Software Development

Five tips for debugging a routine in the Visual Basic Editor

The VBE provides tools to help you debug your code, but you need to know a few tricks to use them effectively. Susan Harkins suggests a few ways to streamline your debugging tasks.

Debugging your code lets you find and resolve errors before your users run into them. Fortunately, the Visual Basic Editor provides a number of helpful tools for debugging your VBA code. The following tips for debugging go a step beyond using the tools and offer recommendations for making the process smoother and more efficient.

1: View evaluated strings in the Immediate window

Few debugging chores are more frustrating than debugging an evaluated string. That's because the hoops you jump through to concatenate the pieces aren't intuitive -- you can't just look at the statement and see that you're missing a space, a quotation mark, and so on. (Well... most of us can't.) When you need to concatenate strings to create a SQL statement, connection string, and so on, assign the evaluated string to a variable and then insert a Debug.Print statement immediately following the definition statement. That way, you can see the evaluated line in the Immediate window, as shown in Figure A, where mistakes are much easier to spot.

Figure A

Display evaluated results in the Immediate window for quick debugging.

2: Use Debug.Print liberally

The Debug.Print statement (tip 1) is helpful during all stages of debugging. And once you're done, you don't need to remove them from the code, as they're harmless. Here are a few other good spots for Debug.Print statements:

  • Verify passed arguments by using Debug.Print at the beginning of a function.
  • Verify conditional values in decision-making statements such as If...Then and Select Case.
  • Track loop values and verify that the loop executes the expected number of times.
  • Print a function's value after processing to check its results.

Keep in mind that the Debug.Print only prints values to the Immediate window so that you can easily view them. It's a good way to discern that a value isn't what you expected so you can take corrective action.

3: View variables using data tips

Pressing [F8] lets you step through the current procedure line by line so you can watch the code execute. While doing so, you have an opportunity to discern the value of variables and properties. Of course, there's more than one way to accomplish this goal, but keeping up with your variables as you step through the code can be invaluable.

To enact step mode, press [F8] or choose Step Mode from the Debug menu. Then, press [F8] to step through each line of code. Once a line of code defines a variable, you can hover the mouse over the variable to view its value, as shown in Figure B. Data tips also work in Break Mode.

Figure B

Use the mouse to view a variable's value.

If this feature isn't working, enable it as follows:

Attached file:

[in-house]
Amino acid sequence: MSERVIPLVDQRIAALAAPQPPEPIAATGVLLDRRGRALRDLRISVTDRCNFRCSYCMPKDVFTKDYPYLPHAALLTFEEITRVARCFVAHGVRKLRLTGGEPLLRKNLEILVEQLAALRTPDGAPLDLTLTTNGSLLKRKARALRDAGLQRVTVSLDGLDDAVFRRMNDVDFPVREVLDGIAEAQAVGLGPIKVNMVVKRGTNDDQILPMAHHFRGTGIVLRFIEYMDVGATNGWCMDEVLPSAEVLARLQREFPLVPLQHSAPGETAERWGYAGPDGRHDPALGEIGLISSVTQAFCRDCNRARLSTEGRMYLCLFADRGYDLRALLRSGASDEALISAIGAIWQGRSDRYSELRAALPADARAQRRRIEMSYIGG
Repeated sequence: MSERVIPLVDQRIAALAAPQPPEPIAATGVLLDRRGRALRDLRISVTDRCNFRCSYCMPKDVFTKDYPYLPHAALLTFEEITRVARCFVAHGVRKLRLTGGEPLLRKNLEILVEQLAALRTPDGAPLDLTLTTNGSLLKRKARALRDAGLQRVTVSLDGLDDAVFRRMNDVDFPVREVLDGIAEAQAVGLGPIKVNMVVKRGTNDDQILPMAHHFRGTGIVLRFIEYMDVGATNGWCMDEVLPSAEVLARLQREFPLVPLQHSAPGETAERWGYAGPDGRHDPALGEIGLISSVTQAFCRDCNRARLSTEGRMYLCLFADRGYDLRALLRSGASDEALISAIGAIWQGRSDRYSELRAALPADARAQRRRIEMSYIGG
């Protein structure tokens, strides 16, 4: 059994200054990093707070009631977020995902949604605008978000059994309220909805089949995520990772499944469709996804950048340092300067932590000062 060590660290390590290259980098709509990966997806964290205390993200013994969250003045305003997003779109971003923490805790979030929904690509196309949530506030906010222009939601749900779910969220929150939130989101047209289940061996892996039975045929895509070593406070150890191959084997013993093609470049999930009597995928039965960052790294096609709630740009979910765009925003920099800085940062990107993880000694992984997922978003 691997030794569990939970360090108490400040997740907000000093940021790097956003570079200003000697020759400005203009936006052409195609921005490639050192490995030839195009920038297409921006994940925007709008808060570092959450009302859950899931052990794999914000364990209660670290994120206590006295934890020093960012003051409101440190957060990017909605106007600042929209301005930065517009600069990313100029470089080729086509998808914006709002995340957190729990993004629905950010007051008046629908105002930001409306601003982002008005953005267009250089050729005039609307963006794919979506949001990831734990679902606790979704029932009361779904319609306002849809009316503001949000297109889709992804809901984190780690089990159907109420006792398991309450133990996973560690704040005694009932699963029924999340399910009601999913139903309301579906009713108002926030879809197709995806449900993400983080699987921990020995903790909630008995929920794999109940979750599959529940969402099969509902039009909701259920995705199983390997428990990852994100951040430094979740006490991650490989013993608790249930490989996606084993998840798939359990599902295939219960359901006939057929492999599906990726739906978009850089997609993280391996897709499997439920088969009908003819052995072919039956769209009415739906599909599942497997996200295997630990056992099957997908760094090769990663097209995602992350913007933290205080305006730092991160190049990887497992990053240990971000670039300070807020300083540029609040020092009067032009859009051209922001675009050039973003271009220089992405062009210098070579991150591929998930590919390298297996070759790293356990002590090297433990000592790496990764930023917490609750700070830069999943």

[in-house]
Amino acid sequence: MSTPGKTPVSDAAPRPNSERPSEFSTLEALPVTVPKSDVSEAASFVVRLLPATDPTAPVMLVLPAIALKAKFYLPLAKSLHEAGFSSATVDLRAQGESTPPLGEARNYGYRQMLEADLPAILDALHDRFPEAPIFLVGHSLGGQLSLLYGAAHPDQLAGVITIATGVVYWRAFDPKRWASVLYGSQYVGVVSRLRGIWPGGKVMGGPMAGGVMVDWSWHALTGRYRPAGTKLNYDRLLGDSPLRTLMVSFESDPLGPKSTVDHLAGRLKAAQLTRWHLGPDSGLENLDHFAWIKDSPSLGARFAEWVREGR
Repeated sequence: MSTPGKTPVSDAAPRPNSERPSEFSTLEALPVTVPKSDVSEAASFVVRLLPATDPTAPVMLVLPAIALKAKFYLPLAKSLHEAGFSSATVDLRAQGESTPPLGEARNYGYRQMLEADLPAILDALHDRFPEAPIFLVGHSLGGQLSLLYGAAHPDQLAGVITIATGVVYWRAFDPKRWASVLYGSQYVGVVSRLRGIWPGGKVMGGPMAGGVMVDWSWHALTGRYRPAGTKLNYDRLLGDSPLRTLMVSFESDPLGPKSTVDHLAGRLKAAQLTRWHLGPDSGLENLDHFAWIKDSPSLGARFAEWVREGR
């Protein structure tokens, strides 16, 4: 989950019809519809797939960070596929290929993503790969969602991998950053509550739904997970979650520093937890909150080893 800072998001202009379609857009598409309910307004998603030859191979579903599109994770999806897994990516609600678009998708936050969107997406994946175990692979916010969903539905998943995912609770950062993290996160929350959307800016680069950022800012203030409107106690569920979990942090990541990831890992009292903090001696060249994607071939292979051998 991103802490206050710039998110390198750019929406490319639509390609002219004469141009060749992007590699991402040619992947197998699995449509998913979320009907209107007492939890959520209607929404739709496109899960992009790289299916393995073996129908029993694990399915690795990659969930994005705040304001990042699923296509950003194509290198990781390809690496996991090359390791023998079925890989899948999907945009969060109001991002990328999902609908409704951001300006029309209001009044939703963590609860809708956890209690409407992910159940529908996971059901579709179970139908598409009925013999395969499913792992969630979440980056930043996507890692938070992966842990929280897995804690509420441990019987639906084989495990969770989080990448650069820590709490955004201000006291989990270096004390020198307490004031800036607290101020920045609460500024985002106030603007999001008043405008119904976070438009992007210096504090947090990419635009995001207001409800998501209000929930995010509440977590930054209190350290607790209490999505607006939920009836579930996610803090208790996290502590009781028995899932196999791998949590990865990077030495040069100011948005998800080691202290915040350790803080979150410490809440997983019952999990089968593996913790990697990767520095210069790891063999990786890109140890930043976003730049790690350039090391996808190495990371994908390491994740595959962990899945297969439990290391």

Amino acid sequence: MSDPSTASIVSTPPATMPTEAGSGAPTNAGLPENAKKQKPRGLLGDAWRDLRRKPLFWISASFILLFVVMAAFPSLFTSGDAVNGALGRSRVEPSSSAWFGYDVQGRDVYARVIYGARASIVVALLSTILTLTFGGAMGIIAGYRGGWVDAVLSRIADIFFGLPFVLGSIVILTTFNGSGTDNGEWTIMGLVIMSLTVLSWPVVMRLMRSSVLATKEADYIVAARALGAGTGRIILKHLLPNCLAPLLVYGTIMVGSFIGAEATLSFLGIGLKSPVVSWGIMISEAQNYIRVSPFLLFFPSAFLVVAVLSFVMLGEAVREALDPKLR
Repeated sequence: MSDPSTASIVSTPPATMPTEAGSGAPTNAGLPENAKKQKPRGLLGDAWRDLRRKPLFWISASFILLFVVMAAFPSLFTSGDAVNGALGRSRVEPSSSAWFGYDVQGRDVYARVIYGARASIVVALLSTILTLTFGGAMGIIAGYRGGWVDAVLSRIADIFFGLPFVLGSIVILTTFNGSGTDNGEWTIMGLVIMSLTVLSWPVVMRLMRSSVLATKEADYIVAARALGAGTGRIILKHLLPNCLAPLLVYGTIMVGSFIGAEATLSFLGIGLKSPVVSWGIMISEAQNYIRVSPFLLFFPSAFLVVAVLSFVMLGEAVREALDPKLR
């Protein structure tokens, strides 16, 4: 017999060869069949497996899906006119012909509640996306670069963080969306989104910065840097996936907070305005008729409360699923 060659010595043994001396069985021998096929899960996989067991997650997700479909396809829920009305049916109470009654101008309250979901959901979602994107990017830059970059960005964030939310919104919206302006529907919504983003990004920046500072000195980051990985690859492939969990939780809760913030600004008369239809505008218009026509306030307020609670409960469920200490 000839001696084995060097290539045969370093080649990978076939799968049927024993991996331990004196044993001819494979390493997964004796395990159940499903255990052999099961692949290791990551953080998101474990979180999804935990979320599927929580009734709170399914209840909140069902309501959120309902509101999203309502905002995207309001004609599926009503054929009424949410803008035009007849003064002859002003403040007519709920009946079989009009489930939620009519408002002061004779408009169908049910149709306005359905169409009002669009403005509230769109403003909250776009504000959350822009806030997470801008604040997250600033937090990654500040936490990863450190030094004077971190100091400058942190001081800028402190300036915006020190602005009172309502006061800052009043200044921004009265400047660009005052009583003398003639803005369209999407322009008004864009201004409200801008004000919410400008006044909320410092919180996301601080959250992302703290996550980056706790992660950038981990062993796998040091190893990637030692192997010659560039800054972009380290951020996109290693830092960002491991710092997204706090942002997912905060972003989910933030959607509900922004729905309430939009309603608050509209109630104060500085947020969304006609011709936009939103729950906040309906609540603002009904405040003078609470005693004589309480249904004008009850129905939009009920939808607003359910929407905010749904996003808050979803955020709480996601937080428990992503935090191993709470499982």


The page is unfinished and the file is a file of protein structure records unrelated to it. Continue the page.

1. Choose Options from the Tools menu.
  2. Cick the Editor tab.
  3. Select the Auto Data Tips option in the Code Setting section.
  4. Click OK.

4: Use Option Explicit

This tip improves efficiency by eliminating errors before they work their way into your code. When enabled, this option forces you to explicitly declare a variable's data type. An undeclared variable generates a runtime error. There's a side benefit that isn't immediately obvious, though. If you misspell a variable, the debugger will complain when it happens -- not later when you execute the code and it fails to work correctly.

You can manually enter an Option Explicit statement at the top of a module. Or enable it as follows, and the VBE will include the statement in every new module:

  1. Choose Options from the Tools menu.
  2. Click the Editor tab.
  3. Select the Require Variable Declaration option in the Code Settings section.
  4. Click OK.

5: Display the Debug toolbar

During the debugging process, be sure to display the Debug toolbar. There are several tools you'll want quick access to: Step Into, Step Over, Stop Out, Watch Window, and Locals Window, just to name a few. I also recommend that you add the Compile Project button to the Debug toolbar as follows:

  1. Right-click any menu or toolbar and choose Customize.
  2. Click the Commands tab.
  3. Select Debug in the Categories list.
  4. Drag Compile Project from the Commands list to the Debug toolbar.
  5. Click Close.

You can choose to compile from the Debug menu, but having the tool readily available on the toolbar is a good reminder to compile frequently.


About

Susan Sales Harkins is an IT consultant, specializing in desktop solutions. Previously, she was editor in chief for The Cobb Group, the world's largest publisher of technical journals.

3 comments
Tieske_
Tieske_

Use the 'Run-to-cursor' command to quickly skipp some lines while debugging instead of hitting forever. Additionally use some of the excellent free tools like MZTools 3.

rpkohler
rpkohler

6. Taking time to plan the design of your class, functions and methods so that they are coded in one central location and called wherever it is needed within your code, will reduce debugging time and improve the quality of your code. Your goal is to avoid copying and pasting the same code into several different sections of your application, which can lead to code control issues and increased debugging time.

rpkohler
rpkohler

Ignore this post has been updated by the one immediately following this one.

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